What makes a successful culture in the Organization and how to retain talent

By Hana Glanville, Regent Assay Limited

Culture is often overlooked within an organization but it never has been more important to focus on the softer non quantifyable elements of an organization than in the “new post pandemic” world. Organizations have traditionally been cited for being “great places to work” or “having a strong identity” but what does this really mean. How can you ensure your workplace will retain talent when the employee is now looking for more than a salary. Evermore leaders need to ensure they build a positive culture to retain and nurture talent.

Organisational culture refers to a set of values, expectations and working practices that all employees follow, It is not a mission statement and does not refer to company goals although these can feed into the clluture. It is something that you can feel if you walk into an office, be it a wonderful set of flowers on the receprion desk or art work or simply a helpful smile, or nowadays when you engage over a website or other social media platforms it brings a positive warmth and empathy to the company’s values..

It is hard to quantify but the culture is something you feel quickly, and it gives you an immediate sense of what the Organization stands for. There are many examples of strong positive cultures which cry “innovation” – such as Apple, “fun” – Google or IKEA – “togetherness. Usually, these cultures have been driven by the leadership team and filtered throughout the organization. Other Organizations can be tarnished with a toxic culture where employees report poor working conditions and lack of respect and these may survive financially but consumers and employees become disenchanted and ultimately can lead to their downfall. Uber suffered this when reports of a toxic culture appeared ahead of its IPO. The Company sought immediately to address these concerns, but it did have a negative effect on its rating.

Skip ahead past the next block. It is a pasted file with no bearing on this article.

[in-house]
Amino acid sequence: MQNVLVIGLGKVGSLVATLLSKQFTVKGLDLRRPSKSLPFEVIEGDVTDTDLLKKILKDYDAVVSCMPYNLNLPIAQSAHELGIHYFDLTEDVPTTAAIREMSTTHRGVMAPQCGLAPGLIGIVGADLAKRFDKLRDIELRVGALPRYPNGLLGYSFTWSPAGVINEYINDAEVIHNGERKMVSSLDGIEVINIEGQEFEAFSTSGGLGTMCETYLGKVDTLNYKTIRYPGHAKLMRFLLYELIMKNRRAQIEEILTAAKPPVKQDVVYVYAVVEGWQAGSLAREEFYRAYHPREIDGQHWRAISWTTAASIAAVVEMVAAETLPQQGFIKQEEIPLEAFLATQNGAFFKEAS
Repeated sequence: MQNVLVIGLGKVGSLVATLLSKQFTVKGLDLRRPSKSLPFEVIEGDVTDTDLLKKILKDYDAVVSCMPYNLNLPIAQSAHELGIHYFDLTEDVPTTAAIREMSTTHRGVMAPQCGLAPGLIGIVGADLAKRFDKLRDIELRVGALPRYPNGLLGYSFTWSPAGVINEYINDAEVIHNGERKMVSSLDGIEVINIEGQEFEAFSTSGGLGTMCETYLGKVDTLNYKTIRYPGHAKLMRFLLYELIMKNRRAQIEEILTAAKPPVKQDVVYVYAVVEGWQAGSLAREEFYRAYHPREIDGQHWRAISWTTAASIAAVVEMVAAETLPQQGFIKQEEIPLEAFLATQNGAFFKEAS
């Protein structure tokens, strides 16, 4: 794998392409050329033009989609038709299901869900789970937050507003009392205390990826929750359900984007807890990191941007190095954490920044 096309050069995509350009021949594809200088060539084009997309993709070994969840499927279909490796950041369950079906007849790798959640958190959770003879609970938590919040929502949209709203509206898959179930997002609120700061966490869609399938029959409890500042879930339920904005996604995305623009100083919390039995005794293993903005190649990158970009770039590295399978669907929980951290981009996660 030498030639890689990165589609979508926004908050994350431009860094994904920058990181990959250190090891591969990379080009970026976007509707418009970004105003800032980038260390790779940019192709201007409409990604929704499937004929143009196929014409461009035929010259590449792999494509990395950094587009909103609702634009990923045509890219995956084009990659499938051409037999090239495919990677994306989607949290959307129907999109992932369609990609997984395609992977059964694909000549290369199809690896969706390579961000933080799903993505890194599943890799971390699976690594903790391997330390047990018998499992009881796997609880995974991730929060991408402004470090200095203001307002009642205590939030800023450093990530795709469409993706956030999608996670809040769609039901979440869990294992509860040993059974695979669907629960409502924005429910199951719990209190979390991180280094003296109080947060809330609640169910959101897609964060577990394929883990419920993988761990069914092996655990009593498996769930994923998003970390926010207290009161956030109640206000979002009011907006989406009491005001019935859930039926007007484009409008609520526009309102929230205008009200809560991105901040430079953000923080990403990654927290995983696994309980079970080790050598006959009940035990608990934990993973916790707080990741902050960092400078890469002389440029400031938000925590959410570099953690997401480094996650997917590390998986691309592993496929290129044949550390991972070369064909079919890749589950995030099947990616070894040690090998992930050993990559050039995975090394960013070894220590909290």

Citing large companies is simpler as the smaller ones do not get so much press coverage but nevertheless with the immediacy of twitter and other social networks and job ratings websites such as Glassdoor unhappy employees can openly put their grievances out there for everyone to see. It is now ever more important for the employer to ensure a positive culture exists to attract talent where in certain sectors it is difficult to attract the right talent and importantly retain it.